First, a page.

Last post on Dec 18, 2012 at 8:32 PM
You are in the Toyota Highlander Hybrid
What is this discussion about?
Toyota Highlander Hybrid, Fuel Efficiency (MPG), SUV
#377 of 447 Re: Toyota Highlander Hybrid 2008: Cold Weather Issues [2008highlander]
Jul 14, 2008 (3:06 am)
That concerns me re: people getting only 20 - 22mpg over the first 1000 miles. I have a 1998 BMW 740i. The city mileage is awful, 14MPG at best driving methods. The highways is a different story for I get 22-23 going 75mph (speed limit is 70). I would love to get a HH, however want the city to be at least 26 and highway about the same. I would drive 'normally . however not try and hypermile. I want to drive it like a car that is only a small improvement in the highway.
#378 of 447 Re: 2008 Gas Mileage with Hybrid [drlonline1]
Jul 14, 2008 (3:11 am)
Hotch41 shared "" Averaged just under 27 MPG on the first tank, with a roughly 50-50 combination of highway and city mileage. "" That is what I am looking for. re: mileage. My mix would be 30% city and 70% highway, I wonder what that combo gets. As shared I would drive 'normal' ie no jack rabbit starts, however I do want to drive it like a car and not hypermile.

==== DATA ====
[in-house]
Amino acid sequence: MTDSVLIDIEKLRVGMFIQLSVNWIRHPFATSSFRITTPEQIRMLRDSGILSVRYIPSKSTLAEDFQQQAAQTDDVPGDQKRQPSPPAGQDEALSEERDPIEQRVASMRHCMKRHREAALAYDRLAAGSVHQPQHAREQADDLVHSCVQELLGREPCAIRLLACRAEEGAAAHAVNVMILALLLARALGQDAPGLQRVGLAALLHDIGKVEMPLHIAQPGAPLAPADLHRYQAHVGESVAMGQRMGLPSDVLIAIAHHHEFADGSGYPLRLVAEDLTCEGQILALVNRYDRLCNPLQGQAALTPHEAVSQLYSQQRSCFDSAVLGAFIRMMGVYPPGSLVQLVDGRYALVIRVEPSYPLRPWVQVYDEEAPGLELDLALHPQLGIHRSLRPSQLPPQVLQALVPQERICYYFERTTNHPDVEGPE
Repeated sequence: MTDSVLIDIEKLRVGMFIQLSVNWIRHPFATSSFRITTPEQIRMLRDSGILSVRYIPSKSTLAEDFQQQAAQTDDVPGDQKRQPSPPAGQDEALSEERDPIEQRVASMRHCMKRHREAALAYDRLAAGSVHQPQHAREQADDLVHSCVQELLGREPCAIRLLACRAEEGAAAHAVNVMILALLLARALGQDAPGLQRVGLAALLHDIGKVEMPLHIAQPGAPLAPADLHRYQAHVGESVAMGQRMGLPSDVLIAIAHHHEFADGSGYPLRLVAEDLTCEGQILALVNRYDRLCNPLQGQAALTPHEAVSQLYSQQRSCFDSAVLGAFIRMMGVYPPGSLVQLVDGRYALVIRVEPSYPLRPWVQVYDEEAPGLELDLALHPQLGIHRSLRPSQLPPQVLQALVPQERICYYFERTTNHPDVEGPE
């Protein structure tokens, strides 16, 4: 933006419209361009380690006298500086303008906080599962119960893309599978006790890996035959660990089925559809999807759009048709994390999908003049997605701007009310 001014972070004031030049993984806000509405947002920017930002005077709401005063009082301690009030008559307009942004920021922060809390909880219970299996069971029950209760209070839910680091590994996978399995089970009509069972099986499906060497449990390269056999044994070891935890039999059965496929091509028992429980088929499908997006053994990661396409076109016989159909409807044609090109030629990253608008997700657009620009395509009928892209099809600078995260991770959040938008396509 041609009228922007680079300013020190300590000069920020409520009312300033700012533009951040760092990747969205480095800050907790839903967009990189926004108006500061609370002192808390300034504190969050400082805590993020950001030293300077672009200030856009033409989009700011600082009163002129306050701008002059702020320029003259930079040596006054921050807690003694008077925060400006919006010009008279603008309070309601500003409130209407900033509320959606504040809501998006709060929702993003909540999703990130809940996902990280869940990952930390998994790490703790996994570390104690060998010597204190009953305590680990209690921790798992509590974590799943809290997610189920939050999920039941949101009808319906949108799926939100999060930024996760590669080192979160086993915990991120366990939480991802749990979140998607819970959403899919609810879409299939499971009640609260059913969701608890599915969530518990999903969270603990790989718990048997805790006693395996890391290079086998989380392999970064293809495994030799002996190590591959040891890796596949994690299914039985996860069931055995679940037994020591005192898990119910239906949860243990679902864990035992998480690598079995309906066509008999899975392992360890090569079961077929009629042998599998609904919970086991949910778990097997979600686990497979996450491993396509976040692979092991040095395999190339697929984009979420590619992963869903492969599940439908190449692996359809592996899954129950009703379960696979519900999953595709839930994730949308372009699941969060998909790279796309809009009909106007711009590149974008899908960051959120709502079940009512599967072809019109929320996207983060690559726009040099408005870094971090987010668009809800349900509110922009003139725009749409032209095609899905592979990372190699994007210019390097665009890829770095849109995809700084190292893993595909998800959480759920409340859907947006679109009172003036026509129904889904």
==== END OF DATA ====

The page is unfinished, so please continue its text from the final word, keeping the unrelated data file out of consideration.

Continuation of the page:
#379 of 447 Re: 2008 Gas Mileage with Hybrid [mevander1]
Jul 14, 2008 (8:15 am)
This post is not to give '08 driving experience although I will share some. This is to focus on your comment about not wanting to hypermile and wanting to drive "normally".
We have the '06 and test drove an '08, the following is a combo of our '06 experience and impression of the '08. First off, hypermiling is fun and addictive but unnecessary in most cases unless you want spectacular MPG.
If you are a mild driver, then how many people/things you carry, tire pressure, summer vs. winter gas, terrain, traffic patterns and even wind can impact MPG. The heavier the car, the lower the tire pressure, winter gas, challenging terrain, short light-to-light stop and go and stiff headwind can impact MPG from tank to tank. Deal with those factors, hypermiling becomes just a hobby.
One thing about jack-rabbiting, the '08 HH is very smooth and quiet (more so than our '06) and can accelerate very quickly (ECON=OFF) without you knowing it. So relearning that characteristic is important. A gentle tap on a gas engine car may be considered "gentle" but the same tap on the HH may have it out-accelerating other cars and come up to speed in a blink. We have had to learn to really soften our tap in our '06, same is true for the '08.
2008 has an EV switch and an "ECON" switch. These two addressed our biggest gripes on our '06 HH. We are really glad Toyota "listened".
When batteries are charged up, EV mode allows one to drive 1 mile on electric only, no gas engine at all. On favorable terrain and a stiff tailwind, we rolled the '08 on electric-only for about 1.5 mile in our test drive. The sales guy was impressed and said he would do the same for the next couple test driving the car .